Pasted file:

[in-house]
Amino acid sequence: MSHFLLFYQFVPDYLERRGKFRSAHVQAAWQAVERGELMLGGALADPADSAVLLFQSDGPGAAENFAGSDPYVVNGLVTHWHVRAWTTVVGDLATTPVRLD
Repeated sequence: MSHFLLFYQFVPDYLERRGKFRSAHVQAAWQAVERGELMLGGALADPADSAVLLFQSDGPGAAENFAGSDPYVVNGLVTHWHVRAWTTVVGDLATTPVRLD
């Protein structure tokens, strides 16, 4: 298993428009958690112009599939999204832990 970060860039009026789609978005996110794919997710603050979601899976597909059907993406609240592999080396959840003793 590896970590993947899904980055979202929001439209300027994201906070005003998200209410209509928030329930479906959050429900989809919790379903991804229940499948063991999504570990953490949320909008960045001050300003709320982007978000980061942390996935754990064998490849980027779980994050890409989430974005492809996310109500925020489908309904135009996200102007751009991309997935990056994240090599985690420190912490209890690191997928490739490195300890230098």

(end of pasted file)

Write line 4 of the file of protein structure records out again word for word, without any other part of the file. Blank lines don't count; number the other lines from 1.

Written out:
């Protein structure tokens, strides 16, 4: 298993428009958690112009599939999204832990 970060860039009026789609978005996110794919997710603050979601899976597909059907993406609240592999080396959840003793 590896970590993947899904980055979202929001439209300027994201906070005003998200209410209509928030329930479906959050429900989809919790379903991804229940499948063991999504570990953490949320909008960045001050300003709320982007978000980061942390996935754990064998490849980027779980994050890409989430974005492809996310109500925020489908309904135009996200102007751009991309997935990056994240090599985690420190912490209890690191997928490739490195300890230098």